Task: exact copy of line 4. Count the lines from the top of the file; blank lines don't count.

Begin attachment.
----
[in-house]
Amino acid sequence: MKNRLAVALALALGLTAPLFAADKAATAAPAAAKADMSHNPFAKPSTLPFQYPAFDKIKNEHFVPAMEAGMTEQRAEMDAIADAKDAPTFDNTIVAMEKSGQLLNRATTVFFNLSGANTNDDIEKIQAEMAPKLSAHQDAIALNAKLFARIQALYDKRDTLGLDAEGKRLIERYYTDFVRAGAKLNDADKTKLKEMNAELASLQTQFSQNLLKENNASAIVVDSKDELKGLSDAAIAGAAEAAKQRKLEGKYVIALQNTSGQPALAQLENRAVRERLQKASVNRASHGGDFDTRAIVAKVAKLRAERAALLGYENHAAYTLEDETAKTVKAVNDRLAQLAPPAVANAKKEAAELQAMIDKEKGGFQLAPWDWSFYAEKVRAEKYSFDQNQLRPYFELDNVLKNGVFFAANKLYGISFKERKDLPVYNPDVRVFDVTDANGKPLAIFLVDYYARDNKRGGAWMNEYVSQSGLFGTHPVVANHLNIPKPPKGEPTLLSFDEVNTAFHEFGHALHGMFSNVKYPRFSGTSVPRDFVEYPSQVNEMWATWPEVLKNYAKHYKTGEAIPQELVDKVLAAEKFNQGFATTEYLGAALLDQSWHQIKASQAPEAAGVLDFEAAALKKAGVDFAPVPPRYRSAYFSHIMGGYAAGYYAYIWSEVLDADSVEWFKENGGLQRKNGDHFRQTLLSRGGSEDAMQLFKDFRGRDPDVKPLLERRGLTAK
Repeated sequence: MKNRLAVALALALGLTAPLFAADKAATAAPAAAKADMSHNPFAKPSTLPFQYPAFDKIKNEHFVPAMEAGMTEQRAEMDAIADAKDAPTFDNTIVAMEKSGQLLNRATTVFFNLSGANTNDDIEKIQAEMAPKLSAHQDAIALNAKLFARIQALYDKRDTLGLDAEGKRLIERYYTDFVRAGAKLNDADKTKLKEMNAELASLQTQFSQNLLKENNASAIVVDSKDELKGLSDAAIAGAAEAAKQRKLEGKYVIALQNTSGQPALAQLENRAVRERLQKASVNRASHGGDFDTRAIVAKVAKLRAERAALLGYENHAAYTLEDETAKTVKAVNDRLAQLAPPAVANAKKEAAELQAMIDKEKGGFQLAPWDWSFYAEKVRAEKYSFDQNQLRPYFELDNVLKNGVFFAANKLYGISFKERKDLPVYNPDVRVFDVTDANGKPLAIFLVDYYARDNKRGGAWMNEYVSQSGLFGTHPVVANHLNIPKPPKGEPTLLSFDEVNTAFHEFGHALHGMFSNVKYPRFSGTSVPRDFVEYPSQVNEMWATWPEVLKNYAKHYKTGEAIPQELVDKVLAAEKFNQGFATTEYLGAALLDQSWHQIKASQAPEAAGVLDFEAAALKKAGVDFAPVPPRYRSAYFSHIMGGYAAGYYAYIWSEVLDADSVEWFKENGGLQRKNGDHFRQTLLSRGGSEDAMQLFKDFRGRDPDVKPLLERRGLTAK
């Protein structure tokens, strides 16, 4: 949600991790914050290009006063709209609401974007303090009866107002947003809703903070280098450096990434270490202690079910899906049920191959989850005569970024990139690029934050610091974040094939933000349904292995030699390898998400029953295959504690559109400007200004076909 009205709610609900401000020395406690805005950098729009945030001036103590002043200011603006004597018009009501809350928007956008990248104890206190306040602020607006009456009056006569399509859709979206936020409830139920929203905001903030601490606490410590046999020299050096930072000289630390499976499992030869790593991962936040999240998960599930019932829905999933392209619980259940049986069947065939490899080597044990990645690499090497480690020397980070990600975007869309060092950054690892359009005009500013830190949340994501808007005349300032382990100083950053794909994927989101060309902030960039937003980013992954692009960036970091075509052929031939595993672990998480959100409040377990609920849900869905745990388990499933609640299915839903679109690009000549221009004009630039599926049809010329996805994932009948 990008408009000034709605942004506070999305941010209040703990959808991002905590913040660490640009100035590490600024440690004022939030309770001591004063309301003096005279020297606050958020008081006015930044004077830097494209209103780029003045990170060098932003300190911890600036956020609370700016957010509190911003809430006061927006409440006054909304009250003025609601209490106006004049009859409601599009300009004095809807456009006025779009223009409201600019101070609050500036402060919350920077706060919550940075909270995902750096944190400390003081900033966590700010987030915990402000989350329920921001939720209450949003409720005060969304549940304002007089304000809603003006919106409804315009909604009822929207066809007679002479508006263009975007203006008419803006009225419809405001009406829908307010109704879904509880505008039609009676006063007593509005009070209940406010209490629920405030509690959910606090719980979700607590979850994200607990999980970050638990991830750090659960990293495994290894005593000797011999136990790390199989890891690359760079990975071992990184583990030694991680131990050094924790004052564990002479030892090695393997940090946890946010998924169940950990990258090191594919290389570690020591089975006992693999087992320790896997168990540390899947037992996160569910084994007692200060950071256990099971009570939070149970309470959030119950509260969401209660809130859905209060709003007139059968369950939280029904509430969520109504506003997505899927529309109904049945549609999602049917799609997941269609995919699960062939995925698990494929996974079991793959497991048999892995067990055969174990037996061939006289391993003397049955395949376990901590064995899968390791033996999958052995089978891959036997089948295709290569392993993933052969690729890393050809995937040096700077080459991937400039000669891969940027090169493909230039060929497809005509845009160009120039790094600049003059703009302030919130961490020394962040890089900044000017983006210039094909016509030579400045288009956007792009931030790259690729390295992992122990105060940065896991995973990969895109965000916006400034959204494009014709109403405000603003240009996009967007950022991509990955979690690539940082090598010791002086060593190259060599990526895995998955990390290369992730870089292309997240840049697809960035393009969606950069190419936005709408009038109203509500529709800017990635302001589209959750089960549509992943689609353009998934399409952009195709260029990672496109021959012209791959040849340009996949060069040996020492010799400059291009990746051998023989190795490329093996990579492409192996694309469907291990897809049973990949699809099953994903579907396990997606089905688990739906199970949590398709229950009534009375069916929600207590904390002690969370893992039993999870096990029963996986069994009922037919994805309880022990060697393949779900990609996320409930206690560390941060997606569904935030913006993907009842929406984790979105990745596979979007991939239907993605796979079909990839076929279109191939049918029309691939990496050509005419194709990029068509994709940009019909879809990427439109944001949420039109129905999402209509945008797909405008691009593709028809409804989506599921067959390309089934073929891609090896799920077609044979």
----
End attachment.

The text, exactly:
């Protein structure tokens, strides 16, 4: 949600991790914050290009006063709209609401974007303090009866107002947003809703903070280098450096990434270490202690079910899906049920191959989850005569970024990139690029934050610091974040094939933000349904292995030699390898998400029953295959504690559109400007200004076909 009205709610609900401000020395406690805005950098729009945030001036103590002043200011603006004597018009009501809350928007956008990248104890206190306040602020607006009456009056006569399509859709979206936020409830139920929203905001903030601490606490410590046999020299050096930072000289630390499976499992030869790593991962936040999240998960599930019932829905999933392209619980259940049986069947065939490899080597044990990645690499090497480690020397980070990600975007869309060092950054690892359009005009500013830190949340994501808007005349300032382990100083950053794909994927989101060309902030960039937003980013992954692009960036970091075509052929031939595993672990998480959100409040377990609920849900869905745990388990499933609640299915839903679109690009000549221009004009630039599926049809010329996805994932009948 990008408009000034709605942004506070999305941010209040703990959808991002905590913040660490640009100035590490600024440690004022939030309770001591004063309301003096005279020297606050958020008081006015930044004077830097494209209103780029003045990170060098932003300190911890600036956020609370700016957010509190911003809430006061927006409440006054909304009250003025609601209490106006004049009859409601599009300009004095809807456009006025779009223009409201600019101070609050500036402060919350920077706060919550940075909270995902750096944190400390003081900033966590700010987030915990402000989350329920921001939720209450949003409720005060969304549940304002007089304000809603003006919106409804315009909604009822929207066809007679002479508006263009975007203006008419803006009225419809405001009406829908307010109704879904509880505008039609009676006063007593509005009070209940406010209490629920405030509690959910606090719980979700607590979850994200607990999980970050638990991830750090659960990293495994290894005593000797011999136990790390199989890891690359760079990975071992990184583990030694991680131990050094924790004052564990002479030892090695393997940090946890946010998924169940950990990258090191594919290389570690020591089975006992693999087992320790896997168990540390899947037992996160569910084994007692200060950071256990099971009570939070149970309470959030119950509260969401209660809130859905209060709003007139059968369950939280029904509430969520109504506003997505899927529309109904049945549609999602049917799609997941269609995919699960062939995925698990494929996974079991793959497991048999892995067990055969174990037996061939006289391993003397049955395949376990901590064995899968390791033996999958052995089978891959036997089948295709290569392993993933052969690729890393050809995937040096700077080459991937400039000669891969940027090169493909230039060929497809005509845009160009120039790094600049003059703009302030919130961490020394962040890089900044000017983006210039094909016509030579400045288009956007792009931030790259690729390295992992122990105060940065896991995973990969895109965000916006400034959204494009014709109403405000603003240009996009967007950022991509990955979690690539940082090598010791002086060593190259060599990526895995998955990390290369992730870089292309997240840049697809960035393009969606950069190419936005709408009038109203509500529709800017990635302001589209959750089960549509992943689609353009998934399409952009195709260029990672496109021959012209791959040849340009996949060069040996020492010799400059291009990746051998023989190795490329093996990579492409192996694309469907291990897809049973990949699809099953994903579907396990997606089905688990739906199970949590398709229950009534009375069916929600207590904390002690969370893992039993999870096990029963996986069994009922037919994805309880022990060697393949779900990609996320409930206690560390941060997606569904935030913006993907009842929406984790979105990745596979979007991939239907993605796979079909990839076929279109191939049918029309691939990496050509005419194709990029068509994709940009019909879809990427439109944001949420039109129905999402209509945008797909405008691009593709028809409804989506599921067959390309089934073929891609090896799920077609044979």